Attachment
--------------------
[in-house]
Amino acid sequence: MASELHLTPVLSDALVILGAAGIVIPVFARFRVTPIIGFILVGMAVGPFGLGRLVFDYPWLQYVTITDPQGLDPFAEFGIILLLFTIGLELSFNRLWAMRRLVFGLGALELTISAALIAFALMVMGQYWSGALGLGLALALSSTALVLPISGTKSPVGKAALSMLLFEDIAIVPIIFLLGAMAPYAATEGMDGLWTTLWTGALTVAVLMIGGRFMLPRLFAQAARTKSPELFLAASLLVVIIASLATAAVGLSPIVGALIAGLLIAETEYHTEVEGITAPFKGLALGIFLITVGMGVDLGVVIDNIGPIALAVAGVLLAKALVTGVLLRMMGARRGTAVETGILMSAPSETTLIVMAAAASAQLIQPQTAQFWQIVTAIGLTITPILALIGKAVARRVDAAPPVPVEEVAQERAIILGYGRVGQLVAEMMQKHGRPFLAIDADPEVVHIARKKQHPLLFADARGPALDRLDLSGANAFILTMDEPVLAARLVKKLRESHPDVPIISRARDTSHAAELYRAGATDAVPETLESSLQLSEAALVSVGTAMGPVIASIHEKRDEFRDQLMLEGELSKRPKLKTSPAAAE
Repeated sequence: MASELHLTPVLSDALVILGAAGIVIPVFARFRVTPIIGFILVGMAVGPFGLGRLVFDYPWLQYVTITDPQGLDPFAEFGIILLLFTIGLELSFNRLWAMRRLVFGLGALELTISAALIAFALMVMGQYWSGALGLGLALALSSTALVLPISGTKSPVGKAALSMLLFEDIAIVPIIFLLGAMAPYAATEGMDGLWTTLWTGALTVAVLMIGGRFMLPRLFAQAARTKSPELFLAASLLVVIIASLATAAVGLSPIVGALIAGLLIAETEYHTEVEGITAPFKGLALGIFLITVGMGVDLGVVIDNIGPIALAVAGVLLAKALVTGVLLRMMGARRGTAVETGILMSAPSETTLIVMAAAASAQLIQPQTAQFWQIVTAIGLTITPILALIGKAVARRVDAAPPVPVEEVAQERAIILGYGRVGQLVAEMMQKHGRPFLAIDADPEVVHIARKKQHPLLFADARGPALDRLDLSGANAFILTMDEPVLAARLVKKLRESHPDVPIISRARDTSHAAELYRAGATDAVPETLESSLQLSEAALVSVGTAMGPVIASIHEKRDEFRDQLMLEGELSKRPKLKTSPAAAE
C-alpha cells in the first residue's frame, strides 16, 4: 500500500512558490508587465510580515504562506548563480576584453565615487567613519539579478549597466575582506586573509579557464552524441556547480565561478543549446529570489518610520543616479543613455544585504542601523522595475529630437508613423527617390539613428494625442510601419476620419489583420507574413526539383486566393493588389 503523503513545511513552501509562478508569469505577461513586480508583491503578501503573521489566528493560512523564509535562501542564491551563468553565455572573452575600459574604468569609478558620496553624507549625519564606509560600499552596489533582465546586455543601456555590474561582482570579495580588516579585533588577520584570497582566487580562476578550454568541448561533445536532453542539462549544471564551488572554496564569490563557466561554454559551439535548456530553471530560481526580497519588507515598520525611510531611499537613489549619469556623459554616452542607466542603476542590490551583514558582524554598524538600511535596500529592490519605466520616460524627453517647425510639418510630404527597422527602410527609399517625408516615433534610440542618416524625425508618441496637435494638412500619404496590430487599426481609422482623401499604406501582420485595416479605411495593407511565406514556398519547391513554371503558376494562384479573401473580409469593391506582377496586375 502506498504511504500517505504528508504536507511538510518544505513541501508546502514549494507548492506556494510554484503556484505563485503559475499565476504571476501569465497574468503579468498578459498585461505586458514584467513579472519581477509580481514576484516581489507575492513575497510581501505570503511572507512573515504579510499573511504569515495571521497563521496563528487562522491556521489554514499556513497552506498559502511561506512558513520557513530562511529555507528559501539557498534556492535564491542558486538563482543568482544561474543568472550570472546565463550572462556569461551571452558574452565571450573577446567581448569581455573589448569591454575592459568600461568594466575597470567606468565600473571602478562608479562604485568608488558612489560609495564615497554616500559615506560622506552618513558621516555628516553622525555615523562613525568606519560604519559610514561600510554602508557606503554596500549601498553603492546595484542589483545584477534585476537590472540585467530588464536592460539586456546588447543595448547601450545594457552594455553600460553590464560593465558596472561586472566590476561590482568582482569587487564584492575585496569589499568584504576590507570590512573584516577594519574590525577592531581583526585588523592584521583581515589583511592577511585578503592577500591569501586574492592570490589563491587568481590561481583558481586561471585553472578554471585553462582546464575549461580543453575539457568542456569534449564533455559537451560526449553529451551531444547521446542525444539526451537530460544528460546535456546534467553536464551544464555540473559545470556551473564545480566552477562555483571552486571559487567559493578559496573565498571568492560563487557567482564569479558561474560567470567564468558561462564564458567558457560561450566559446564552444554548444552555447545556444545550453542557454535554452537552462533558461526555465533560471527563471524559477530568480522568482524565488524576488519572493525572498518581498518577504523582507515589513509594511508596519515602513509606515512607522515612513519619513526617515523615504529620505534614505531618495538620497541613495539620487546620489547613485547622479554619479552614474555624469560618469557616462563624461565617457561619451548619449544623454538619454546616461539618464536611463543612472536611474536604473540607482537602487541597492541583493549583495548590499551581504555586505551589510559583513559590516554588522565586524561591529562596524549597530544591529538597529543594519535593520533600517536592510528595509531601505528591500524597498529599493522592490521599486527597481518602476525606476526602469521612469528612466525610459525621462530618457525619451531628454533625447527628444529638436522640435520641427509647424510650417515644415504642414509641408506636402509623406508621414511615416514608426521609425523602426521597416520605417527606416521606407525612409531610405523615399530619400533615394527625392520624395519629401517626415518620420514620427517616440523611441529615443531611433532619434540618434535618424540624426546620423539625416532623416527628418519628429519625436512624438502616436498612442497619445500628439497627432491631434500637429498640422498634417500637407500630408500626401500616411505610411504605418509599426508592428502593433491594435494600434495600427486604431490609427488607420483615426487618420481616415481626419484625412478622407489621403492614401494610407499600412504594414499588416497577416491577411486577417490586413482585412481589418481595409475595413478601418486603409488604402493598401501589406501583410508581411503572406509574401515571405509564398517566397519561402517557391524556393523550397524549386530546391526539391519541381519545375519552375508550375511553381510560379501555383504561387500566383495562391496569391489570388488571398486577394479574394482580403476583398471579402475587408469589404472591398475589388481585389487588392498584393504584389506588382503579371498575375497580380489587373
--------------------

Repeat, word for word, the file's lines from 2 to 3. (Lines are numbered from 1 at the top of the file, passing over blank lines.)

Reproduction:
Amino acid sequence: MASELHLTPVLSDALVILGAAGIVIPVFARFRVTPIIGFILVGMAVGPFGLGRLVFDYPWLQYVTITDPQGLDPFAEFGIILLLFTIGLELSFNRLWAMRRLVFGLGALELTISAALIAFALMVMGQYWSGALGLGLALALSSTALVLPISGTKSPVGKAALSMLLFEDIAIVPIIFLLGAMAPYAATEGMDGLWTTLWTGALTVAVLMIGGRFMLPRLFAQAARTKSPELFLAASLLVVIIASLATAAVGLSPIVGALIAGLLIAETEYHTEVEGITAPFKGLALGIFLITVGMGVDLGVVIDNIGPIALAVAGVLLAKALVTGVLLRMMGARRGTAVETGILMSAPSETTLIVMAAAASAQLIQPQTAQFWQIVTAIGLTITPILALIGKAVARRVDAAPPVPVEEVAQERAIILGYGRVGQLVAEMMQKHGRPFLAIDADPEVVHIARKKQHPLLFADARGPALDRLDLSGANAFILTMDEPVLAARLVKKLRESHPDVPIISRARDTSHAAELYRAGATDAVPETLESSLQLSEAALVSVGTAMGPVIASIHEKRDEFRDQLMLEGELSKRPKLKTSPAAAE
Repeated sequence: MASELHLTPVLSDALVILGAAGIVIPVFARFRVTPIIGFILVGMAVGPFGLGRLVFDYPWLQYVTITDPQGLDPFAEFGIILLLFTIGLELSFNRLWAMRRLVFGLGALELTISAALIAFALMVMGQYWSGALGLGLALALSSTALVLPISGTKSPVGKAALSMLLFEDIAIVPIIFLLGAMAPYAATEGMDGLWTTLWTGALTVAVLMIGGRFMLPRLFAQAARTKSPELFLAASLLVVIIASLATAAVGLSPIVGALIAGLLIAETEYHTEVEGITAPFKGLALGIFLITVGMGVDLGVVIDNIGPIALAVAGVLLAKALVTGVLLRMMGARRGTAVETGILMSAPSETTLIVMAAAASAQLIQPQTAQFWQIVTAIGLTITPILALIGKAVARRVDAAPPVPVEEVAQERAIILGYGRVGQLVAEMMQKHGRPFLAIDADPEVVHIARKKQHPLLFADARGPALDRLDLSGANAFILTMDEPVLAARLVKKLRESHPDVPIISRARDTSHAAELYRAGATDAVPETLESSLQLSEAALVSVGTAMGPVIASIHEKRDEFRDQLMLEGELSKRPKLKTSPAAAE